So I spent some weeks thinking about what she said and, soon enough, had a proposal.
Over the coming school year, a resonant nine months, I proposed I teach a class for F, Z, and R, for just about an hour a week plus some homework and a weekly quiz. The topic? The foundations of Islam.
As a new stepfather, I’d spent a lot of time talking to my peers, trying to learn whatever I could, and heard certain themes repeatedly repeated. Among them: That many Muslim kids learn a lot (relatively speaking) about what they should do, religiously that is, but not nearly enough about why.
My wife loved the idea—and we decided that, once summer break was over, and school was back in session, we’d start. We set aside about an hour every Sunday—or, at least, that was our idea. But first: A problem. Kind of. You see, if I was going to tell them why, I also had to tell them why I’d be telling them why.
If Islam Has Five Pillars, Shouldn’t My Halaqa?
When we sat down in the living room that first Sunday—it was the middle of an overheated August—I started by explaining to them that the purpose of our halaqa was to help them better understand their religion. To understand why. Why do we believe in God, for example? Why do we worship God?
Why do people exist at all?
Why does God ask us to do certain things—and avoid other things? But we’d start with this question: Why am I teaching you any of this at all?
There were five reasons, I explained. (I mean, in truth there are many more, but I also didn’t want to overload their brains and sour them on the whole experience from Sunday 1.) Reasons, I soon came to see, I’d have to repeatedly repeat, so that the full significance would inshallah sink in, not only for them—but for me.
First, I said, I wanted them to learn the joys of a deep relationship with their Creator, directly, as it is and should be, not only because it’s a way of honoring God, but because it’s what we need. We were created to search for and serve God.
His presence in our life enriches. His absence from our life diminishes.
And—as we grow older, and move through life, we sometimes face hard, scary, or just confusing times. Because we’re not always that strong. Their Abu included. We should know how to talk to God, because He asks that of us, of course, but also because we require His help and guidance, day in and day out.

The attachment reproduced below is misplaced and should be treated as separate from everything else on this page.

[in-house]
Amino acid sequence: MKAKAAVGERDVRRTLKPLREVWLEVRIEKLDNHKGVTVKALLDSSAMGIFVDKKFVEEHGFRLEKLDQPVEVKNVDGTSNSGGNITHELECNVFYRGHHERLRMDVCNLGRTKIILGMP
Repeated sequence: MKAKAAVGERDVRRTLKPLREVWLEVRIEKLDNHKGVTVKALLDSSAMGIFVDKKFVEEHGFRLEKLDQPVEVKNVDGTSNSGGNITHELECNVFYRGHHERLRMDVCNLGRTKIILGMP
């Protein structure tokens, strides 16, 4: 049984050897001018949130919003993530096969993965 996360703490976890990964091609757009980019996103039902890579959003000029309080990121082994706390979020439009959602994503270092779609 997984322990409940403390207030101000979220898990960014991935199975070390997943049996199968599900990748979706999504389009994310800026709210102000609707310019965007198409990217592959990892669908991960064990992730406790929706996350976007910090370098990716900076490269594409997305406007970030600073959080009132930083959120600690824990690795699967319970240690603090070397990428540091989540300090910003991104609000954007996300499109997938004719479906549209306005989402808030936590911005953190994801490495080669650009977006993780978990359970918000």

It’s hard to coordinate consistently, but we try to pray maghrib—the sunset prayer— together nightly. Afterwards, one of the kids leads us in du’a, or supplication. I’ve noticed they’re eager to pray for people abstractly (e.g., R always gives a shout-out to Yemen and Palestine), which is great of course, but they find it harder to pray in specifics. Sometimes I nudge them to pray for themselves: It’s a way of helping them internalize this lesson: We are all flawed. We are all weak. We can all do better.
Second, I said, I wanted them to know the tradition they came from, whether they later chose to identify with it or not (and yes, I said all of that). It’s meaningful to know your tradition. It makes you psychologically stronger, less susceptible to negativity, immaturity, and indecency. (More on that later.) For parents and educators, this is really important, too. Islam isn’t going to survive if we pass on a lukewarm, half-hearted, superficial identity.
Given what’s coming, unless these kids want it and know it for themselves, it’s going to be hard to sustain piety. We’re not just raising Muslims, after all.
We should be raising Muslims who can raise Muslims who can raise Muslims.
Third, I said, my ancestry was now part of their identity. I come from a family that celebrated the study of Islam, from literature and poetry to law and philosophy. (My ancestors’ books—who are a part of their ancestry—are found in many libraries.) I hoped they would, in their own ways, extend that legacy.
Fourth, I said, we all must live in communities, and communities are only as strong as their members. We protect communities, but communities protect us.
In theory, at least.
Which brings me to the fifth reason. But before I get there, let me just admit I wish I’d spent a lot more time on these five reasons. I wish I’d devoted a whole halaqa to them. Asked the kids to take time and reflect on them. Talk about them. Think out loud about them. Because if you don’t know why you’re doing something, it’s unlikely you’ll keep doing it when the going gets tougher.
Whether that’s an afternoon halaqa or a whole life of commitment.